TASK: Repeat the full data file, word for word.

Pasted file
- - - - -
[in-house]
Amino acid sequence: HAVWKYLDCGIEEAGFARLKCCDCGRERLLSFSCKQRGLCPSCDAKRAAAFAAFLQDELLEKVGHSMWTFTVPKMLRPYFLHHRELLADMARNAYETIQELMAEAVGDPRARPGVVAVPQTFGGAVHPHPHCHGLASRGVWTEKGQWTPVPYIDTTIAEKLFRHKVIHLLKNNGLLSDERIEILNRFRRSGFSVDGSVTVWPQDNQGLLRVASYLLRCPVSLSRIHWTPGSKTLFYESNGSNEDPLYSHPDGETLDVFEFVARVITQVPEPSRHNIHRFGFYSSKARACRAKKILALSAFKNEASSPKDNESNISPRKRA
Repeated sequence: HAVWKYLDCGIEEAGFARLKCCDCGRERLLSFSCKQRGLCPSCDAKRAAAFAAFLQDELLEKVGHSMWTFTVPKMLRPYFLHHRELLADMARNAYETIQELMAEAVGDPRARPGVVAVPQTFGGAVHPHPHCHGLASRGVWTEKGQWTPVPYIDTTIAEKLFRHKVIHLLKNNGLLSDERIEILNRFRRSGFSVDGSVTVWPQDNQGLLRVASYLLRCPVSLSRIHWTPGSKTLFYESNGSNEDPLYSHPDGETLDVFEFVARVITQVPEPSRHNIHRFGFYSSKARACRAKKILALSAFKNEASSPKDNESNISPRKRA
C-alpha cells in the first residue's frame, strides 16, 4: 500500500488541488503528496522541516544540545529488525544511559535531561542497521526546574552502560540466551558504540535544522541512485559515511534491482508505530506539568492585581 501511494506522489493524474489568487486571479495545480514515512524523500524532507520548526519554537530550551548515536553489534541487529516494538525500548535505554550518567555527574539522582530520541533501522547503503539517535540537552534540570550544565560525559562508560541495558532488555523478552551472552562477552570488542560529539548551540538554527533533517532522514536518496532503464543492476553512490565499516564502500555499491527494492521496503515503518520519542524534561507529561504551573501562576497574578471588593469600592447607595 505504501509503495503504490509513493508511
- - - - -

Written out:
[in-house]
Amino acid sequence: HAVWKYLDCGIEEAGFARLKCCDCGRERLLSFSCKQRGLCPSCDAKRAAAFAAFLQDELLEKVGHSMWTFTVPKMLRPYFLHHRELLADMARNAYETIQELMAEAVGDPRARPGVVAVPQTFGGAVHPHPHCHGLASRGVWTEKGQWTPVPYIDTTIAEKLFRHKVIHLLKNNGLLSDERIEILNRFRRSGFSVDGSVTVWPQDNQGLLRVASYLLRCPVSLSRIHWTPGSKTLFYESNGSNEDPLYSHPDGETLDVFEFVARVITQVPEPSRHNIHRFGFYSSKARACRAKKILALSAFKNEASSPKDNESNISPRKRA
Repeated sequence: HAVWKYLDCGIEEAGFARLKCCDCGRERLLSFSCKQRGLCPSCDAKRAAAFAAFLQDELLEKVGHSMWTFTVPKMLRPYFLHHRELLADMARNAYETIQELMAEAVGDPRARPGVVAVPQTFGGAVHPHPHCHGLASRGVWTEKGQWTPVPYIDTTIAEKLFRHKVIHLLKNNGLLSDERIEILNRFRRSGFSVDGSVTVWPQDNQGLLRVASYLLRCPVSLSRIHWTPGSKTLFYESNGSNEDPLYSHPDGETLDVFEFVARVITQVPEPSRHNIHRFGFYSSKARACRAKKILALSAFKNEASSPKDNESNISPRKRA
C-alpha cells in the first residue's frame, strides 16, 4: 500500500488541488503528496522541516544540545529488525544511559535531561542497521526546574552502560540466551558504540535544522541512485559515511534491482508505530506539568492585581 501511494506522489493524474489568487486571479495545480514515512524523500524532507520548526519554537530550551548515536553489534541487529516494538525500548535505554550518567555527574539522582530520541533501522547503503539517535540537552534540570550544565560525559562508560541495558532488555523478552551472552562477552570488542560529539548551540538554527533533517532522514536518496532503464543492476553512490565499516564502500555499491527494492521496503515503518520519542524534561507529561504551573501562576497574578471588593469600592447607595 505504501509503495503504490509513493508511